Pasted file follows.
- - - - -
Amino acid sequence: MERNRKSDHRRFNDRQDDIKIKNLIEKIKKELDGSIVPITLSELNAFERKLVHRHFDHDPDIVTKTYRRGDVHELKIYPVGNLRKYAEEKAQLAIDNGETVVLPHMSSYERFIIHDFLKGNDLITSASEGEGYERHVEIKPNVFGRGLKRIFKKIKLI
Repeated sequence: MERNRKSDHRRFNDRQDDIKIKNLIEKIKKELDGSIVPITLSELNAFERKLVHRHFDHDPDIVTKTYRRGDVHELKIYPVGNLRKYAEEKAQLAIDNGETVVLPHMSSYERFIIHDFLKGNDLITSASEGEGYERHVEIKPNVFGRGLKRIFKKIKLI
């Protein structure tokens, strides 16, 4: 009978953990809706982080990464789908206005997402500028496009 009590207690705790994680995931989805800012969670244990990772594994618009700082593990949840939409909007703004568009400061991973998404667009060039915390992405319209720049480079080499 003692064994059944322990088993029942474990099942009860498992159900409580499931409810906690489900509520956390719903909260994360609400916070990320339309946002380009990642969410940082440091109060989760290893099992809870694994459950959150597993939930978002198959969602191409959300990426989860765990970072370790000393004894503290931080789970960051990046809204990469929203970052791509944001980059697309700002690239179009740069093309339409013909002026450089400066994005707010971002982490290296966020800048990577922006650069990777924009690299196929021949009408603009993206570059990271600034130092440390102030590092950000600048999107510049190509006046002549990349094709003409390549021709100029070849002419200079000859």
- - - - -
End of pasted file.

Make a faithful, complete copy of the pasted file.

Amino acid sequence: MERNRKSDHRRFNDRQDDIKIKNLIEKIKKELDGSIVPITLSELNAFERKLVHRHFDHDPDIVTKTYRRGDVHELKIYPVGNLRKYAEEKAQLAIDNGETVVLPHMSSYERFIIHDFLKGNDLITSASEGEGYERHVEIKPNVFGRGLKRIFKKIKLI
Repeated sequence: MERNRKSDHRRFNDRQDDIKIKNLIEKIKKELDGSIVPITLSELNAFERKLVHRHFDHDPDIVTKTYRRGDVHELKIYPVGNLRKYAEEKAQLAIDNGETVVLPHMSSYERFIIHDFLKGNDLITSASEGEGYERHVEIKPNVFGRGLKRIFKKIKLI
């Protein structure tokens, strides 16, 4: 009978953990809706982080990464789908206005997402500028496009 009590207690705790994680995931989805800012969670244990990772594994618009700082593990949840939409909007703004568009400061991973998404667009060039915390992405319209720049480079080499 003692064994059944322990088993029942474990099942009860498992159900409580499931409810906690489900509520956390719903909260994360609400916070990320339309946002380009990642969410940082440091109060989760290893099992809870694994459950959150597993939930978002198959969602191409959300990426989860765990970072370790000393004894503290931080789970960051990046809204990469929203970052791509944001980059697309700002690239179009740069093309339409013909002026450089400066994005707010971002982490290296966020800048990577922006650069990777924009690299196929021949009408603009993206570059990271600034130092440390102030590092950000600048999107510049190509006046002549990349094709003409390549021709100029070849002419200079000859």